Tuesday, November 1, 2011


One news clip that caught my attention the other day was the revelation that the Duchess of Cambridge has a scar on her head. There was a picture of her at a charity event she was hosting in place of her father-in-law, and she looked very royal and very competent. She looked lovely but, try as I might, I couldn't see the scar. I thought about it all day and finally, that evening, I found a picture that seemed to show a scar just inside her hairline .  That was the scar there was so much hoop-la over?  It was barely noticeable, and, I'm sure, she didn't care that it showed a bit. After all, she's lived with it all these years, William has undoubtedly known about it for some years, and it doesn't seem to matter a hill of beans to them, so why should the rest of the world care so much? 

Scars most usually evoke notice, if not comment. If we encounter someone with a visible scar, I'd venture to say most of us would take a quick look and then look away as if we had never seen anything at all. If the scar is severe, it's hard not to look away. How hard it must be for someone with visible scars to know that people are pretending not to notice or are staring outright. I've got several -- chicken pox, a scar from a removed hemangioma and now I'm cookin' up a good one after surgery for skin cancer. I'm not in the public eye, and it's a good thing or I'd probably have to buy stock in Mederma®.

I'm wondering if the Duchess' scar is going to continue to make waves -- or attempts to find out what precisely caused the scar. Is it going to be like other people we've put up on pedestals only to find their feet are made of clay or something in their past has left something visible behind?  Then I think about people who have scars but which are internal scars, hidden from view but impacting their lives as surely as if it were the largest scar in the world. Kids who have been bullied certainly have them, as do soldiers coming back from a war zone or hazardous duty. Battered women have them (as well as exterior ones quite often) and people who have suffered discrimination and harassment because of their race, ethnicity, religion, social status or any one of a hundred "qualifiers" that we use to separate "them" from "us." That we ourselves have scars makes us want to point the fingers at someone else's before they notice ours, and it's as old as Cain and Abel.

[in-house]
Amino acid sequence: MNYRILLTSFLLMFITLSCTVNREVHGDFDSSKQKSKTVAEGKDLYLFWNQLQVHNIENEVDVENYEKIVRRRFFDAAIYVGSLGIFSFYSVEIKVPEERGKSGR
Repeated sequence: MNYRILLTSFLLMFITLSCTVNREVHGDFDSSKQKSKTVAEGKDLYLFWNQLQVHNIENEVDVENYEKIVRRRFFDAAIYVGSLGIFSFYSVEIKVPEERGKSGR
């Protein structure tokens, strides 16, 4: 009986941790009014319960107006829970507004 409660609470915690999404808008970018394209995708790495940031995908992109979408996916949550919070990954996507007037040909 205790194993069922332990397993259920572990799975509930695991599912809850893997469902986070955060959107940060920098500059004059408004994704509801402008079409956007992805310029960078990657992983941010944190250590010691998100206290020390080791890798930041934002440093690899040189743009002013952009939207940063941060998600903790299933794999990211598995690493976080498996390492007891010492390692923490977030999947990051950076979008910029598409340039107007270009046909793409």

There's no perfect person. I bet if we could check Jesus' knees, there'd be scars from a few childhood accidents, or perhaps a scar or two from learning to use the tools Joseph taught him to use, not to mention that one from the village mohel. Granted that was a deliberate thing, prescribed by God, and so a bit different than skinned knees or chicken pox scars. Still, a scar is a scar --

Some scars are beyond curing; the best that person can hope for is healing from the event that caused the marks, a healing that allows them to be at peace with who they are, priceless children of God whose worth is measured by not their outward appearance but their inward strength and grace. Some of the invisible scars may also be incurable, and perhaps healing might never take place. Prayer may not be answered immediately, but who knows, God may be waiting for just that one particular prayer, and it certainly won't hurt us any to spend a moment or two. Besides, perhaps the prayer helps the healing of the one for whom we are praying and helps us as well?  Can we turn our backs on that possibility?

Sometimes we have to embrace the scar, acknowledging the fact that in some way we were damaged and different than we were before. Still, we can learn from it, even if the lesson is bitter. Jesus acquired some wounds that stayed with him, but because of them, the whole world changed.

It may sound awful, but I'm glad the Duchess has a scar, not because it represents something traumatic that happened in her past, or because it is something that mars her beauty, but because she is confident enough in herself that she can carry that scar as part of her but not her identification. Perhaps that would be lesson enough for us to contemplate, but we could learn more.

Jesus had wounds. He probably also had scars from living as a human being. He didn't identify himself as a scarred person but rather as a nurturer, a teacher, and as one God had sent to guide and ultimately redeem the world. Through his scars, we are all healed.

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